And just in case you were thinking that if no one sees you it doesn’t matter – it does.
Make a rule for yourself that you only ‘play’ online once your working day is over. That way, you can remain focused on the projects you’re working on during the day.
3. Learn to say ‘no’
Unless you want to be working silly hours to try and get your work done and deadlines met, you’ve got to learn to say ‘no’ to those clients who just want one more thing (and usually don’t want to pay for it), to colleagues who just call for a chat, to family who make demands on your time (especially during school holidays) and to projects you know you really can’t squeeze in.
That might sound harsh, but when working from a home office it has to be done now and then.
Make sure your family understand that, even though you work from home, you are still working and they have to respect your work time. And, if you’ve decided you only want to work a certain number of hours a week, stick to it and don’t take on that extra project that’s going to eat into your weekend.
It’s all too easy to end up taking on so much work you’re at your desk 24/7. So be sensible, decide on the number of hours you’re going to work and stick to it.
Keeping a calendar is a simple but effective way of making sure you hit all your deadlines.
When you’re working on several projects simultaneously, it’s all too easy to lose sight of when each section of work has to be completed.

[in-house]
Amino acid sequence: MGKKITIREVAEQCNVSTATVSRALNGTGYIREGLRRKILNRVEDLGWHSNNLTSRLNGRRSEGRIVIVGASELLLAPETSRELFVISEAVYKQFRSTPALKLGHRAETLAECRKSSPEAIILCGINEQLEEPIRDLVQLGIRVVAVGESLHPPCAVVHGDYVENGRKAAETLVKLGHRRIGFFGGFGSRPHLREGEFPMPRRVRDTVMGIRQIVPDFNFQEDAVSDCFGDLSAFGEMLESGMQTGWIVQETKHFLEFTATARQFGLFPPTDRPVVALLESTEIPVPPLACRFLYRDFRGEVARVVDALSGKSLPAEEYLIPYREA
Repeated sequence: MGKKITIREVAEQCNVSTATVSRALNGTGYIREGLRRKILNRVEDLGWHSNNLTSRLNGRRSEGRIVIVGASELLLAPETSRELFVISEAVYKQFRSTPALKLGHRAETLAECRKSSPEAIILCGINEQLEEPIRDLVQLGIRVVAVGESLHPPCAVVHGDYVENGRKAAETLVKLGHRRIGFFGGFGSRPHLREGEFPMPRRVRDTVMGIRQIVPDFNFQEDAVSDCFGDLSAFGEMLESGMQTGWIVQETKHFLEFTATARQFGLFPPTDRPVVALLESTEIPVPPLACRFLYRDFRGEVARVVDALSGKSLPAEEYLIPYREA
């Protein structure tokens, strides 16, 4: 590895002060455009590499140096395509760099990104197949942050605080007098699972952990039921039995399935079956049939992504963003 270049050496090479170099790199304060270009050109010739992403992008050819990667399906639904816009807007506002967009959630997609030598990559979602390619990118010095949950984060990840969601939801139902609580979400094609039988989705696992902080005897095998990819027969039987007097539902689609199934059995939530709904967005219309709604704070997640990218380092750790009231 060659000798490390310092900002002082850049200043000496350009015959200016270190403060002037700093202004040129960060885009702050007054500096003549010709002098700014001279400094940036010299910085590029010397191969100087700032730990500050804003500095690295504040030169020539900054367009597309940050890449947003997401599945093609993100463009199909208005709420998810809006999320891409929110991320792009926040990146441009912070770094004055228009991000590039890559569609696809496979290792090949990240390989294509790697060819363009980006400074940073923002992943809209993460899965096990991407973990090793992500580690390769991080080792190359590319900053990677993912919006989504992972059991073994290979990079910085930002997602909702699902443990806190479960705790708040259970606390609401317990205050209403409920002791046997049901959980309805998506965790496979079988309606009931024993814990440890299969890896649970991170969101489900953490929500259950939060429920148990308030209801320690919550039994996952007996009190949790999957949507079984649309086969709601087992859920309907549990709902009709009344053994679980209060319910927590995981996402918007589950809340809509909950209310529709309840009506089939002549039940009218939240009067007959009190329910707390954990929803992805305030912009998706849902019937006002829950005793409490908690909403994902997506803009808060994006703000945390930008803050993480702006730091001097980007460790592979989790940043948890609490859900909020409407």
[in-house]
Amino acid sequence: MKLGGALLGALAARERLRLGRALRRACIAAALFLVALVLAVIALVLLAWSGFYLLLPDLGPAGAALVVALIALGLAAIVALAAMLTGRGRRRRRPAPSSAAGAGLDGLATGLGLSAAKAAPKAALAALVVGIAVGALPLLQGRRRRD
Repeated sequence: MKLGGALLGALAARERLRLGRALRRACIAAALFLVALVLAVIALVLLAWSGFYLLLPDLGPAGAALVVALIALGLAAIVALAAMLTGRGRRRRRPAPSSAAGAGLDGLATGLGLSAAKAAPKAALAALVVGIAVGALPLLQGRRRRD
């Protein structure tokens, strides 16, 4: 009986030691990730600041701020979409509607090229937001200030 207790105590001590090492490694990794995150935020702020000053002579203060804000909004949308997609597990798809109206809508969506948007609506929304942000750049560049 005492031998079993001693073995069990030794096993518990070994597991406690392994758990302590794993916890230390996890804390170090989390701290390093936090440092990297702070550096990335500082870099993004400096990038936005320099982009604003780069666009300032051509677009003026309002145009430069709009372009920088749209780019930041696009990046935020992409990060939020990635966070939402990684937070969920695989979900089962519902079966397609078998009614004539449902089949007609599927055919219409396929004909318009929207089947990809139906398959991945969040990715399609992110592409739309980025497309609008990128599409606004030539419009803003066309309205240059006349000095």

It will also give you an overview of your capacity for future projects to help prevent you from over committing yourself.
5. Daily to-do list
Don’t laugh, it really does help.
At the beginning of each week I make a plan of what I need to do and when. That way, I make sure my blogging fits in with my client work and meetings. And of course, it also helps to make sure nothing slips through the next.
Yes, it does have to be flexible because you never know what might come in, but at least it’s a way to plan your week effectively.
6. Email watching
OK, hands up if you have that little annoying pop up thingy that appears on your screen every time an email comes in.
It’s so distracting I want you to turn it off immediately.
Limit yourself to checking your emails once, twice or even three times a day. That way, you can get on with the task in hand without being distracted by an intriguing subject line.
7. Timed work slots
This is a great way to make sure you don’t run out of steam during the day.
From your to-do list, you’ll know what you need to do each day. So, allocate a time slot for each task. Once that time is up, have a break – leave the office, make a coffee, wander round the garden or even take the dogs for a walk.
Then, you will return to your desk refreshed and ready to tackle the next task.
Over to you
These are 7 things I’ve found really useful since becoming a copywriter.
Do you have other ways of managing your time?
If so, leave a comment below.